Now those who had been scattered by the persecution that broke out when Stephen was killed traveled as far as Phoenicia, Cyprus and Antioch, spreading the word only among Jews. Some of them, however, men from Cyprus and Cyrene, went to Antioch and began to speak to Greeks also, telling them the good news about the Lord Jesus. The Lord’s hand was with them, and a great number of people believed and turned to the Lord.
News of this reached the church in Jerusalem, and they sent Barnabas to Antioch. When he arrived and saw what the grace of God had done, he was glad and encouraged them all to remain true to the Lord with all their hearts. He was a good man, full of the Holy Spirit and faith, and a great number of people were brought to the Lord.
Then Barnabas went to Tarsus to look for Saul, and when he found him, he brought him to Antioch. So for a whole year Barnabas and Saul met with the church and taught great numbers of people. The disciples were called Christians first at Antioch.
Because of how white evangelicals, unlike the rest of evangelicals voted in the last election, and how that tradition has become identified with an element of politics in the US, good people and leaders have either left evangelicalism, or think it should be renamed, the term in their minds ruined because of its meaning to many. I too am concerned over the connotation. No church should be given over to a political entity of this world, and known for that. Instead every church should be known for its adherence to and witness for the gospel.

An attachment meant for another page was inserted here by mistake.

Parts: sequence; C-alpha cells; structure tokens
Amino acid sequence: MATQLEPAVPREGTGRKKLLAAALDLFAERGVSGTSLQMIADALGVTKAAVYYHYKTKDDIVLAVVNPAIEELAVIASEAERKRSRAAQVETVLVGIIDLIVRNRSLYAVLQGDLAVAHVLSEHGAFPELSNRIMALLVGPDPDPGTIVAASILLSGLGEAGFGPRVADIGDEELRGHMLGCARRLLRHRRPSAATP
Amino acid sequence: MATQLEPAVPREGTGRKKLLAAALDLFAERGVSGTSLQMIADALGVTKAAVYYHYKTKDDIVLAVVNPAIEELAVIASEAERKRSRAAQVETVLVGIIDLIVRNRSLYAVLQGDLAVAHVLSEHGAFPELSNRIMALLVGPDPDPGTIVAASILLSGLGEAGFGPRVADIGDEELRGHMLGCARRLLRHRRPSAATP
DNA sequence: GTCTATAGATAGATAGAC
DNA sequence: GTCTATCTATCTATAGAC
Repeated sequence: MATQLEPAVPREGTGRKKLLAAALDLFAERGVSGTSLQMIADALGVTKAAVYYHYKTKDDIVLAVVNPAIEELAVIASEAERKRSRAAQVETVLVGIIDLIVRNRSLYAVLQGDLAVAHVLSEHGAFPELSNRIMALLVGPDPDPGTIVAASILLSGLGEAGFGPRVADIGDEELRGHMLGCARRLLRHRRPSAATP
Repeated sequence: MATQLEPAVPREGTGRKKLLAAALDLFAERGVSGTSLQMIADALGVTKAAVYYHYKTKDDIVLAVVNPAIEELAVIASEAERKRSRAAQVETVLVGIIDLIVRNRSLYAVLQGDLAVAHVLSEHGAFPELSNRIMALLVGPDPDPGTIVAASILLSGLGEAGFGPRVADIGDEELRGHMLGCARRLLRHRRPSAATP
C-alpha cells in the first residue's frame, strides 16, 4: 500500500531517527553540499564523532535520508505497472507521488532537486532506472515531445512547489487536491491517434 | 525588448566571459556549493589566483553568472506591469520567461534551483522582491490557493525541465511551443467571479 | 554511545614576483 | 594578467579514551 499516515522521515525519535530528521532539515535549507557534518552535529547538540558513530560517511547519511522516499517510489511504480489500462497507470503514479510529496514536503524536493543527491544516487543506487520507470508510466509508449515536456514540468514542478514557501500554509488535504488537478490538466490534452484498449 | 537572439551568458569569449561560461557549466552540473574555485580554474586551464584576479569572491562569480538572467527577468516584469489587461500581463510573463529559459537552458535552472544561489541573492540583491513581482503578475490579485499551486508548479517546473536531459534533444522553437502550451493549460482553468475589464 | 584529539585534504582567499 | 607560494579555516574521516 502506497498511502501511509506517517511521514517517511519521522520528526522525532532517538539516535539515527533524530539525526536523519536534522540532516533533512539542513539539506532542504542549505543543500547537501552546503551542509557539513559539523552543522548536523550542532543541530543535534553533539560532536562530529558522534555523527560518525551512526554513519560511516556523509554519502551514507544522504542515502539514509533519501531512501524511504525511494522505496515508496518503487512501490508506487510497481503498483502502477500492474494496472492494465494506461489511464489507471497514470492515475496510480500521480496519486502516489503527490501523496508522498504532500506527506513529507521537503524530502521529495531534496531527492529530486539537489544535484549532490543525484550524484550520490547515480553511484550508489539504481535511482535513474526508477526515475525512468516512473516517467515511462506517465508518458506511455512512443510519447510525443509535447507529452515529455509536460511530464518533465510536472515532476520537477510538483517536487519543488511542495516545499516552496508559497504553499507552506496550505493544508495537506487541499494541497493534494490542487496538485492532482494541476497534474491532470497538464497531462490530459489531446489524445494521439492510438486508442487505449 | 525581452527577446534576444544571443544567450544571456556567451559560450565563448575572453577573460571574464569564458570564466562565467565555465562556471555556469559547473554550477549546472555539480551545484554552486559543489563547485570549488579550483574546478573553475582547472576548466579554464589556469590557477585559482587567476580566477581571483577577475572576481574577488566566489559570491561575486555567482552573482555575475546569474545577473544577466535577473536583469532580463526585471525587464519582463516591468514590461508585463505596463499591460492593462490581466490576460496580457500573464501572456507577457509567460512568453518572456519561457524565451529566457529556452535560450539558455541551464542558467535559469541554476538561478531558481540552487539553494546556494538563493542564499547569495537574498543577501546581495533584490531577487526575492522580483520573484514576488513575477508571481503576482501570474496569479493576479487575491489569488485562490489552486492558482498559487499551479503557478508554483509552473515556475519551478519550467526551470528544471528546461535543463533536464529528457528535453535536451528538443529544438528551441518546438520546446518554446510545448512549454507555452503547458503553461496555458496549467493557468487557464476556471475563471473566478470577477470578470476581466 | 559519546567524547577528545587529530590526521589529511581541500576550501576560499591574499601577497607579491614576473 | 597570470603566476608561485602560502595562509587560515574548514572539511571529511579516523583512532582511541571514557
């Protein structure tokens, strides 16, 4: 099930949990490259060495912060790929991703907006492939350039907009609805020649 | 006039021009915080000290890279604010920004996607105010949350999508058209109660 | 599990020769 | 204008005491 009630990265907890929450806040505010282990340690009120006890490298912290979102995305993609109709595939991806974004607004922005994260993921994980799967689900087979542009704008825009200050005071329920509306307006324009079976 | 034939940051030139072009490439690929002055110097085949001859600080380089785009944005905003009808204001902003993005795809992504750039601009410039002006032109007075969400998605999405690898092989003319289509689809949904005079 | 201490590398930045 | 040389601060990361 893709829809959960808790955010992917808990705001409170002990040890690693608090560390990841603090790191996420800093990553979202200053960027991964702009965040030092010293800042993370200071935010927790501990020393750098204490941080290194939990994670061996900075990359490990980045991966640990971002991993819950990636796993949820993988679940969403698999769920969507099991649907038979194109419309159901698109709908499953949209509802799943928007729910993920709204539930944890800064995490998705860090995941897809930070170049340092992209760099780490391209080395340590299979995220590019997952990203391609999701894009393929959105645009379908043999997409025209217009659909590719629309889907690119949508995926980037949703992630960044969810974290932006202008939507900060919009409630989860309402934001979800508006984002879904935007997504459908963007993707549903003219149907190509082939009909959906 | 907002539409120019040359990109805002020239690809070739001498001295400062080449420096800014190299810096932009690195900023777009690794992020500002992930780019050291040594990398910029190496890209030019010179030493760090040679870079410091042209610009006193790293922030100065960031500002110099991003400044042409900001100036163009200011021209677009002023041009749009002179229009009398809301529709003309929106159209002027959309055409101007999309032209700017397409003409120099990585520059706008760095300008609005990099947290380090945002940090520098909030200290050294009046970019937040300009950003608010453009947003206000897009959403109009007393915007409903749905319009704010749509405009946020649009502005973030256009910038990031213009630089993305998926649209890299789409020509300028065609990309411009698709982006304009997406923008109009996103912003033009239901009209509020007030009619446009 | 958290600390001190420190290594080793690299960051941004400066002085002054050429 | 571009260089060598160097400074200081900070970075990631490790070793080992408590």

But at its historical roots evangelicalism was a movement in the church born from a desire to witness to the good news, in promoting missionaries to spread the word to the nations, and from experiencing revival such as in the Great Awakening. And to this day, when such churches thrive, that is at least their ideal and more or less their practice.
What is needed, frankly, is leadership within the church which refuses and even, when necessary repudiates the example of some leaders who make it plain that their emphasis is a US political one, maybe for a given candidate of whatever party or stripe. Churches must take a stand against that if their conviction is that what they’re about is solely the gospel, the good news of the Lord Jesus. I would like it if churches would do that in more subtle ways, by simply ignoring such as they go about fulfilling their calling. But perhaps sometimes words may need to be said. Much wisdom is needed because it should never turn into something which puts something of the politics of this world into a category that identifies the church. Our kingdom is not from that place, but is from God’s grace and kingdom in Jesus. Many of our concerns might overlap political concerns of this world, for sure. But our identity as church and Christians is to be wrapped up only in Jesus and the good news in him.
That aside, we exist to grow in the word of truth, in the gospel, and to share that gospel with others. In how we live (1 Thessalonians 4:11-12), as well as what we say in our witness to the gospel. An ideal I hope is renewed and continues on in churches born of the evangelical tradition. So that we and others might know the beauty of our Lord in the good news- the gospel, in and through him.